Rapunzel: 1812 vs 1857

Wilhelm Grimm was the principal editor of the Children’s and Household Tales following their inititial publication. The most significant changes were made already in the second edition (1819), although Wilhelm continued to revise the stories until their final edition (1857).

The first substantive alteration in the text of “Rapunzel” is transformation of the fairy into a more sinister sorceress. Further, Wilhelm made the tale more dramatic and gave it a more literary style by adding colorful adjectives and adverbs and supplementary supporting details. Indirect discourse was replaced by direct quotations.

More significant than Wilhelm’s additions are his deletions. The sexual nature of the prince’s and Rapunzel’s trysts was disguised. Alterations range from the subtle to the obvious.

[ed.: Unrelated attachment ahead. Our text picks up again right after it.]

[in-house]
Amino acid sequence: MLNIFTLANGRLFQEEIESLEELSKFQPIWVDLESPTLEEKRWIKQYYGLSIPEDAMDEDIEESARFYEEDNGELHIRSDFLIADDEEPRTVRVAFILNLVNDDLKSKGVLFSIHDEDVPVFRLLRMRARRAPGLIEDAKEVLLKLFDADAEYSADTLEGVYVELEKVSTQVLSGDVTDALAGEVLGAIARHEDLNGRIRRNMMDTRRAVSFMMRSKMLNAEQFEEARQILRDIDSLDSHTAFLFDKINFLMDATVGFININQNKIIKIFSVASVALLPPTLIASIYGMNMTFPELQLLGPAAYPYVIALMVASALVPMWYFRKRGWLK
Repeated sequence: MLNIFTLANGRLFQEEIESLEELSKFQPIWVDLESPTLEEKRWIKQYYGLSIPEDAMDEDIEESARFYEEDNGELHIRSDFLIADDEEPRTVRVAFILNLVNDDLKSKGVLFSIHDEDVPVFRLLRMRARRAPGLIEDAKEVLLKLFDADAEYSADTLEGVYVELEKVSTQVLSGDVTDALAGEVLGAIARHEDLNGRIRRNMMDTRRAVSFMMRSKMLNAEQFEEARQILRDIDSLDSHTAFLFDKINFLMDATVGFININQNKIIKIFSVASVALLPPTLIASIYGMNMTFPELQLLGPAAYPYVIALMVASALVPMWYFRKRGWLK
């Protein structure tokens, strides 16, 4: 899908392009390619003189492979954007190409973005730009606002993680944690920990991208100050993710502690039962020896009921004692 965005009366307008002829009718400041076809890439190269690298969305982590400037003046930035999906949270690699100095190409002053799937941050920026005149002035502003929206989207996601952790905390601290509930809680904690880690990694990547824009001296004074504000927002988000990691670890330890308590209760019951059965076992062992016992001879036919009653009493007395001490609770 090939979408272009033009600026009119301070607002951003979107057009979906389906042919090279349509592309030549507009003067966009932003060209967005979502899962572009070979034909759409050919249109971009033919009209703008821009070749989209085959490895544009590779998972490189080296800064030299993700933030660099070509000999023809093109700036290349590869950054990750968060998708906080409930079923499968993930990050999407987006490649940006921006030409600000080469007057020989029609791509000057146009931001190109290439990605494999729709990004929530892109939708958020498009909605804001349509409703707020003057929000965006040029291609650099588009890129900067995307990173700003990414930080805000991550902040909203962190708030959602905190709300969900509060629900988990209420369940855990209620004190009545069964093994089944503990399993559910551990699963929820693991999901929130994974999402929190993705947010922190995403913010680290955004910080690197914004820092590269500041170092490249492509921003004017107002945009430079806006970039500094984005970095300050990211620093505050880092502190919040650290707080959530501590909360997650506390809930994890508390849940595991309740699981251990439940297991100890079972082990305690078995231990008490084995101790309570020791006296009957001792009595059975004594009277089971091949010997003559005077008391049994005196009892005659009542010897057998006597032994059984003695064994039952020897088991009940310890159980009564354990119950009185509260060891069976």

At the subtle end of the scale, the sentence “He … was pulled up,” with its potentially offensive double meaning was changed to “The prince climbed up.” The simple and direct statement “Thus they lived in joy and pleasure for a long time” was replaced by a long, flowery passage that reveals but little about the couple’s intimate relationship.

At the obvious end of the scale, the naive Rapunzel’s revelation to her guardian that her clothes no longer fit (because she is pregnant) was deleted, as was the statement that “she gave birth to twins,” although the revised version does mention the twins at the story’s end.
– D.L. Ashliman

A comparison of the versions of 1812 and 1857
Rapunzel translated by Margaret Hunt

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